Tag Archives: Communications Act 2003

Causing offence on social media – the best overview yet

Susanna Rustin has written one of the best overviews I’ve yet seen of the growing number of legal cases involving individuals being put in jail for being ‘offensive’ – vital reading if you’re interested in media freedom and media law, given the obvious implications for journalism.

The key law here is the Communications Act 2003, specifically Section 127, which I’ve written about previously in 7 laws journalists now need to know.

Rustin summarises a number of cases where individuals have been prosecuted and jailed under the Act, and focuses in particular on two recent cases relating to social media updates posted following the stabbing of a school teacher.

“The cases of [Jack] Newsome and [Robert] Riley are different. They did not target or menace individuals, and lawyers and human rights campaigners have this week raised concerns about their being jailed for causing offence.”

Former director of public prosecutions Keir Starmer, provides some useful legal context and raises his own concerns around how “too many prosecutions for these kinds of offences can have the effect of chilling free speech”:

“There always used to be a protected space, so you could say things in private you could not say in public. With social media there is no protected space, and that’s what there needs to be a debate about. The notions around place and reaction just don’t work with social media. You could have a situation where two people in their living room make remarks to each other for which they would never be arrested, but if they make these remarks by email, they could be, as the legislation covers any public electronic communication system.”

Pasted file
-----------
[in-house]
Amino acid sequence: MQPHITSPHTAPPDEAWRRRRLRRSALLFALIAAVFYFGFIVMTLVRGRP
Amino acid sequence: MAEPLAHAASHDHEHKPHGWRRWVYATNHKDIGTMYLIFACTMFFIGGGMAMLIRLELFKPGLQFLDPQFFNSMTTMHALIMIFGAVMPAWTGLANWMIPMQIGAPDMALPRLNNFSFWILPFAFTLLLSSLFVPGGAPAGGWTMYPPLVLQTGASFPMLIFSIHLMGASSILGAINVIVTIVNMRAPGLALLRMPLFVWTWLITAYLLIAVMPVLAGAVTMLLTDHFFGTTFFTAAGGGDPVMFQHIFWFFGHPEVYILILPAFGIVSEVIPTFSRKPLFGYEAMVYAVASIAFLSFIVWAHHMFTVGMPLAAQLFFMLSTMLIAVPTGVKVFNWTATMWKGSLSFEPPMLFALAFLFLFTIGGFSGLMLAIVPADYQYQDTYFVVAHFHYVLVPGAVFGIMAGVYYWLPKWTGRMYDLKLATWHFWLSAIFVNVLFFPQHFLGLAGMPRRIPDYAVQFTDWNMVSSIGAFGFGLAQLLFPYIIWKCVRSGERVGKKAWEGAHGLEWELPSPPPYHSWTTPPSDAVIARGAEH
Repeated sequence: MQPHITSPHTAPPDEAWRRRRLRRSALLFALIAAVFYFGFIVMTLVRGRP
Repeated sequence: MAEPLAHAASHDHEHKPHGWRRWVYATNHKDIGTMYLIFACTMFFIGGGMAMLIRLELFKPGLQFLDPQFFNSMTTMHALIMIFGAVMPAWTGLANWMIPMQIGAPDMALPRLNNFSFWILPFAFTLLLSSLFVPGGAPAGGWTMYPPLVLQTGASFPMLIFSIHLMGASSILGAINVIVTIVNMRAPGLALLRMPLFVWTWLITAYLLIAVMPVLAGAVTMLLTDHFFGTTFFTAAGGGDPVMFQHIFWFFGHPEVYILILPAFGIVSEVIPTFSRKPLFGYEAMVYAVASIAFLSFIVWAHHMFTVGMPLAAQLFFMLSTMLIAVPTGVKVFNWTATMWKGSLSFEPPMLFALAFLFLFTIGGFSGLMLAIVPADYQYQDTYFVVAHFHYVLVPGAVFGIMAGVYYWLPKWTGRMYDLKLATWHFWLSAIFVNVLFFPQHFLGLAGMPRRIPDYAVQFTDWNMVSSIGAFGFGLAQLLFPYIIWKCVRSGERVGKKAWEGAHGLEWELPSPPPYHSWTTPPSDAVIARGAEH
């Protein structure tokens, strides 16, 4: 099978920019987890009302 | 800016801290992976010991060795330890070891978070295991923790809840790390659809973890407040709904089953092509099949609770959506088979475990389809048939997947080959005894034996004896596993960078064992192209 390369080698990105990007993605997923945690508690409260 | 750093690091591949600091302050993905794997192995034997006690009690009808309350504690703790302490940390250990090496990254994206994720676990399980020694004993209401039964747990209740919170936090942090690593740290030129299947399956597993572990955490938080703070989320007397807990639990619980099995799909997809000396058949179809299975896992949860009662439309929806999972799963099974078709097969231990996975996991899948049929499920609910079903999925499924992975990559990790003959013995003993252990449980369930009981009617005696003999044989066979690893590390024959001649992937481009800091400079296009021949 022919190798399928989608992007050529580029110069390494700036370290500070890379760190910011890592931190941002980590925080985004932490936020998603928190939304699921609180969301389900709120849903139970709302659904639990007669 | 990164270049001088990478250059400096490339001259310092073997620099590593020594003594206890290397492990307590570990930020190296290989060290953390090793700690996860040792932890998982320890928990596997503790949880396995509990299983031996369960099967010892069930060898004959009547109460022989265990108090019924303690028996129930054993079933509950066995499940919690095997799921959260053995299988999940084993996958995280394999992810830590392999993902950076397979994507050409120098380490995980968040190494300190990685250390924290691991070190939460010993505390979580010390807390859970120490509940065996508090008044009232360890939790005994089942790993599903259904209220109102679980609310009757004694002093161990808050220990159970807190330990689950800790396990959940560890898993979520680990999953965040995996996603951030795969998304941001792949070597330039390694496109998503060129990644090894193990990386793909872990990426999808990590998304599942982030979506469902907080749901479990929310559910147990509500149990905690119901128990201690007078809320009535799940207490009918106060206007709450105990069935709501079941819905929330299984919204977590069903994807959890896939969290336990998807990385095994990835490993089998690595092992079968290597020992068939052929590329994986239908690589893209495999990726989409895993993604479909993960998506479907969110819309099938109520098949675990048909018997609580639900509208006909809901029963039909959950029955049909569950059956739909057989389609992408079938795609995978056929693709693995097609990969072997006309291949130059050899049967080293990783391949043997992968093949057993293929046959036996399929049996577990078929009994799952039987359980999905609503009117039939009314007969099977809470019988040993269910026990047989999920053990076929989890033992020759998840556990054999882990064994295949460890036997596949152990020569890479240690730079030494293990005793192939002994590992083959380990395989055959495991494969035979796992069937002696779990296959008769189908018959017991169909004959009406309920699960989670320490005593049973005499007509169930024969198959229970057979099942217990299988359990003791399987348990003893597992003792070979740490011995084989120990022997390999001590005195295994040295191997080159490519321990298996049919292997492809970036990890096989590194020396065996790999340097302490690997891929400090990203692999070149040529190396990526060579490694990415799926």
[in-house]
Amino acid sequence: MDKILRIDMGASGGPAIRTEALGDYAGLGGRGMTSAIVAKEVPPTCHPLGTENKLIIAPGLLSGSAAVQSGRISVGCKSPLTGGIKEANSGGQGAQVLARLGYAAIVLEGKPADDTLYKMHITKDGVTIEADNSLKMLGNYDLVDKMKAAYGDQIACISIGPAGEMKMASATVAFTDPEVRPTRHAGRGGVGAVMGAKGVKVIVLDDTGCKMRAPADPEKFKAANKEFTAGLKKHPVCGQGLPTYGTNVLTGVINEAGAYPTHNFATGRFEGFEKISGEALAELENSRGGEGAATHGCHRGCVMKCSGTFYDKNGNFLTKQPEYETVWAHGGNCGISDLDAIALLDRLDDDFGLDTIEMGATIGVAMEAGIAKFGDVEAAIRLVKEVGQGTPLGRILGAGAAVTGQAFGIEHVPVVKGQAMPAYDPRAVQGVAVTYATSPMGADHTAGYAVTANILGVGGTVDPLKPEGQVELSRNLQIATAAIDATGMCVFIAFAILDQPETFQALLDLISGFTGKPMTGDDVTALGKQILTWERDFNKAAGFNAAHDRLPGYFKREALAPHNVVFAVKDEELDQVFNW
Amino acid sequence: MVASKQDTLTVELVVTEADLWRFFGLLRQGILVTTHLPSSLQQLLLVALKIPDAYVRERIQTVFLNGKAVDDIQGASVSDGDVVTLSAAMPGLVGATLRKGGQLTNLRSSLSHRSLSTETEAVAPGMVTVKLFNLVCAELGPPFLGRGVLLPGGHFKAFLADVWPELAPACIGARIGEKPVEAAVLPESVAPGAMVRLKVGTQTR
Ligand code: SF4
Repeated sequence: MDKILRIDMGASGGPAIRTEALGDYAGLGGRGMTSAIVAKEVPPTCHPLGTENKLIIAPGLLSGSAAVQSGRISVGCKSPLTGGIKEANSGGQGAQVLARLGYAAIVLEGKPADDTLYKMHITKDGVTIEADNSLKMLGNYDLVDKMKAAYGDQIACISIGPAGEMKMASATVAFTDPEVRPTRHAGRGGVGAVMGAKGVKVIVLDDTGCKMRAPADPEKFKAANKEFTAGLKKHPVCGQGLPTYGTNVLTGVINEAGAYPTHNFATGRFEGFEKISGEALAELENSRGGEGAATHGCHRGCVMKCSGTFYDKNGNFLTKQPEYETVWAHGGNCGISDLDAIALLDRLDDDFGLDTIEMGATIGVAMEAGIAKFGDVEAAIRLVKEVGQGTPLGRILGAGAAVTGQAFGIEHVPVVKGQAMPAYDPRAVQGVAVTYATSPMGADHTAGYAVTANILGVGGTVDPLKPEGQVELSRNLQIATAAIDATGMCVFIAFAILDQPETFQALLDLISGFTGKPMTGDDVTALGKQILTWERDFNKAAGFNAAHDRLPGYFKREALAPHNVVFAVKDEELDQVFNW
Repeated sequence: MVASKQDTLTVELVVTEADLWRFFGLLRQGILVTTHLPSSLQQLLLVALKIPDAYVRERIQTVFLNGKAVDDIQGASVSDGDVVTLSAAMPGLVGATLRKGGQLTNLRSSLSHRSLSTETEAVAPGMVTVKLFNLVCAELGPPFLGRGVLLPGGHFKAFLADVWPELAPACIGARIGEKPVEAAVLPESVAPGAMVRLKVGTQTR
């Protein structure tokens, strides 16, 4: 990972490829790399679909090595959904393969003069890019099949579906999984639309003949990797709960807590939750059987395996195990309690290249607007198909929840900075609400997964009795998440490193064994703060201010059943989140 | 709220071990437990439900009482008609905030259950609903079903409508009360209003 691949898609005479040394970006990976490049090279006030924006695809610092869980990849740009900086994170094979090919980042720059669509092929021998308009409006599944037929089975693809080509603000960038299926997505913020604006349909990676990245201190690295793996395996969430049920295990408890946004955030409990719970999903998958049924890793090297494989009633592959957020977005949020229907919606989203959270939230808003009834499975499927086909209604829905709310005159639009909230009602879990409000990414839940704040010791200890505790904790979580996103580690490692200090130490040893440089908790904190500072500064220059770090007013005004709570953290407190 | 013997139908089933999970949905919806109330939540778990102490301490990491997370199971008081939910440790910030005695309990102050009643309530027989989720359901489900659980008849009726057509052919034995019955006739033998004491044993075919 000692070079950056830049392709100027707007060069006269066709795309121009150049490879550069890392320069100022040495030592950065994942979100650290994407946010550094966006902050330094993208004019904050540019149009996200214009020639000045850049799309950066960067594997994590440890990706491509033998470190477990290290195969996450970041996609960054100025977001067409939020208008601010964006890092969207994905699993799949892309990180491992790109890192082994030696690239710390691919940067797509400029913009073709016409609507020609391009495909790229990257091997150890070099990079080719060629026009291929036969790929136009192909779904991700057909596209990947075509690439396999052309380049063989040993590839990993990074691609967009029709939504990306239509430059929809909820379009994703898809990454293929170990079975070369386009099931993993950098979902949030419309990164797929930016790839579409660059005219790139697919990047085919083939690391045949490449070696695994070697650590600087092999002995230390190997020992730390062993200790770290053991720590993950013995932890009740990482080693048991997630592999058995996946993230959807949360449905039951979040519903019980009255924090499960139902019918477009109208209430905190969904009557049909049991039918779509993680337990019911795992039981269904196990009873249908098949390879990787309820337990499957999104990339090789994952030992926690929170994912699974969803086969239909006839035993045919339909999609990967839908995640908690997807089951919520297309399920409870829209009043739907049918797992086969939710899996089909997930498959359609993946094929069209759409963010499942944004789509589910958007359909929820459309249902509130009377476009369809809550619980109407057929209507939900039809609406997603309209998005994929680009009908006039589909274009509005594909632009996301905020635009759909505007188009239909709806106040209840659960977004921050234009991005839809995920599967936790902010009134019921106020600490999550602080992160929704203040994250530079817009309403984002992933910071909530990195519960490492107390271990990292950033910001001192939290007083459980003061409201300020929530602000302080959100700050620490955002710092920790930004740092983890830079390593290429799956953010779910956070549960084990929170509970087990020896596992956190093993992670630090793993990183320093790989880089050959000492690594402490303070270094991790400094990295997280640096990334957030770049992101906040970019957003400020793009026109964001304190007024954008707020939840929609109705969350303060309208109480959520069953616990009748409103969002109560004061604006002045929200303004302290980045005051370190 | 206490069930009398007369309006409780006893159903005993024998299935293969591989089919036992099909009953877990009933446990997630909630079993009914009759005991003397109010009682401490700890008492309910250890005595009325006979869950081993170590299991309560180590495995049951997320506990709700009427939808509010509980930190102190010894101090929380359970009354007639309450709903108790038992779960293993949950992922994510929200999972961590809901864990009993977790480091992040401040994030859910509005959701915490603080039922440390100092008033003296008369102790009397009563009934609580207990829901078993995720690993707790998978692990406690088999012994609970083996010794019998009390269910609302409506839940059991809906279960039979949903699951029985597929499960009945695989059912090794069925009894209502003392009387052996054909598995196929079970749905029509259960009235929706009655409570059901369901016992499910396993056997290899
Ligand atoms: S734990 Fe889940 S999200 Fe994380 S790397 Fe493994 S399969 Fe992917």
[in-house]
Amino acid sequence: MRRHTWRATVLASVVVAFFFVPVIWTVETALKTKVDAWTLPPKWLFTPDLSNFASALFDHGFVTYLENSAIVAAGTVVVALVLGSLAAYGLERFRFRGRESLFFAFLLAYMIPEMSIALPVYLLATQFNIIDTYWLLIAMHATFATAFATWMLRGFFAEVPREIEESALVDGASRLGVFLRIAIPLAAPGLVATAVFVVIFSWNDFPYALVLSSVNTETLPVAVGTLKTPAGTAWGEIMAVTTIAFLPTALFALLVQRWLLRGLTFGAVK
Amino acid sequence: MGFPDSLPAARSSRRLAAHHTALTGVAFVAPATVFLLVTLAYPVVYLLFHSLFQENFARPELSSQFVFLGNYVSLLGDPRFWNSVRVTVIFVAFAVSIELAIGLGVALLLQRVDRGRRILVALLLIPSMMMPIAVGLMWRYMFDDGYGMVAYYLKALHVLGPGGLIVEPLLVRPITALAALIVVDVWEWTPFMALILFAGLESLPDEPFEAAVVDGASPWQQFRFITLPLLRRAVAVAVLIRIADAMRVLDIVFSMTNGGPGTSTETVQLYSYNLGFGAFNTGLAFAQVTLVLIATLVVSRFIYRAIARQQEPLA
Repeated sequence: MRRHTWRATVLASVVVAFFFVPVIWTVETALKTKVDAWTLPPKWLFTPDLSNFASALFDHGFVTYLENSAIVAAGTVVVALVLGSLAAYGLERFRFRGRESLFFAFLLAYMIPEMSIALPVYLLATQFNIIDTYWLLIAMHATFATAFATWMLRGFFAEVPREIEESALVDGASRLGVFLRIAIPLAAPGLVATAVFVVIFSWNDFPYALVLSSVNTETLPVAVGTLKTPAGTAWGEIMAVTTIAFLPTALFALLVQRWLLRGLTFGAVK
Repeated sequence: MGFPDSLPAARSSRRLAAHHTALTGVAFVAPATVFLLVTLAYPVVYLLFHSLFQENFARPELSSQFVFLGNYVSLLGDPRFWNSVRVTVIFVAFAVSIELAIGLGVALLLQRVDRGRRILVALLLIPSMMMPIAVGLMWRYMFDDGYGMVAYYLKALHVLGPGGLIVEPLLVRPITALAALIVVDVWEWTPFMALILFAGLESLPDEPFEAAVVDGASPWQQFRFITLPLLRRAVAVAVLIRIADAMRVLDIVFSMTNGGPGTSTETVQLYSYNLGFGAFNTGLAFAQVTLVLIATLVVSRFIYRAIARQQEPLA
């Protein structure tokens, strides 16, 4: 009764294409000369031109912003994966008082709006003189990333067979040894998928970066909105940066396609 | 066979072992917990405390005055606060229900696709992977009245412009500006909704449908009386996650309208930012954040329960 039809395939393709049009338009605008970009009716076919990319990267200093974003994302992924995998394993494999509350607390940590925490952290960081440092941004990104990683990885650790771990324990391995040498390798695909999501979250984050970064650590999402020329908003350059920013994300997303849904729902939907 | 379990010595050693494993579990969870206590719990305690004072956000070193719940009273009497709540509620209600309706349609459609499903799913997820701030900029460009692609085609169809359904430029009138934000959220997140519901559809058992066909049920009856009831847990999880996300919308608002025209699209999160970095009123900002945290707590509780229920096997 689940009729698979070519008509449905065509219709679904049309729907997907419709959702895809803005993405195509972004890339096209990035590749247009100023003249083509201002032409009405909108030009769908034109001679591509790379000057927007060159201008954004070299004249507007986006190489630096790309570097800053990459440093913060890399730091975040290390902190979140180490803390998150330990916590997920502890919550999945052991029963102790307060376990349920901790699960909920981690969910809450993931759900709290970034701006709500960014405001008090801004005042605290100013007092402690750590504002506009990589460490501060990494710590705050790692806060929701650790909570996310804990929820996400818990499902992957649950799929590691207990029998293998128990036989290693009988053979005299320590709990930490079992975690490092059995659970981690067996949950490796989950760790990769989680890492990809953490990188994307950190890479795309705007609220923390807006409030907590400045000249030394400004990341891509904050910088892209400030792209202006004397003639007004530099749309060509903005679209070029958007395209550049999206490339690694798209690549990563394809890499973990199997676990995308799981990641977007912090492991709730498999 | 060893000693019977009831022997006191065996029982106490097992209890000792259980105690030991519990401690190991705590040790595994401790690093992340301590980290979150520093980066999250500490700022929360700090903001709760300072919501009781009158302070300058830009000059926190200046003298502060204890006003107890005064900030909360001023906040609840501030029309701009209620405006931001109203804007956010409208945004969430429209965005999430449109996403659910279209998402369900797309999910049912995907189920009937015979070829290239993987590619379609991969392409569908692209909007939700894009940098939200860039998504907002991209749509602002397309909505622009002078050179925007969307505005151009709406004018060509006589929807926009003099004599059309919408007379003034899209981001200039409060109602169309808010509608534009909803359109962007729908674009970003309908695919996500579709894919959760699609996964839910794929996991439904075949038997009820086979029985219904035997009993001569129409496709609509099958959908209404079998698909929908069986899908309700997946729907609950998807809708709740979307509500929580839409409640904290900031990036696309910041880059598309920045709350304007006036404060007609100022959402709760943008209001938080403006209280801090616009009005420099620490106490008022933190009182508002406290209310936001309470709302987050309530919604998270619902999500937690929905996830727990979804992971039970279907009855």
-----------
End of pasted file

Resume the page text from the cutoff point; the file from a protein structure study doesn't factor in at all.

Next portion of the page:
Read the article in full here.

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7 laws journalists now need to know – from database rights to hate speech

Law books image by Mr T in DC

Image by Mr T in DC

When you start publishing online you move from the well-thumbed areas of defamation and libel, contempt of court and privilege and privacy to a whole new world of laws and licences.

This is a place where laws you never knew existed can be applied to your work – while other ones can come in surprisingly useful. Here are the key ones:

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What you need to know about the laws on harassment, data protection and hate speech {UPDATED: Stalking added}

The following is taken from the law chapter of The Online Journalism Handbook. The book blog and Facebook page contain updates and additions – those specifically on law can be found here.

Harassment

The Protection From Harrassment Act 1997 is occasionally used to prevent journalists on reporting on particular individuals. Specifically, any conduct which amounts to harassment of someone can be considered to a criminal act, for which the victim can seek an injunction (followed by arrest if broken) or damages.

One example of a blogger’s experience is illustrative of the way the act can be used with regard to online journalism, even if no case reaches court. Continue reading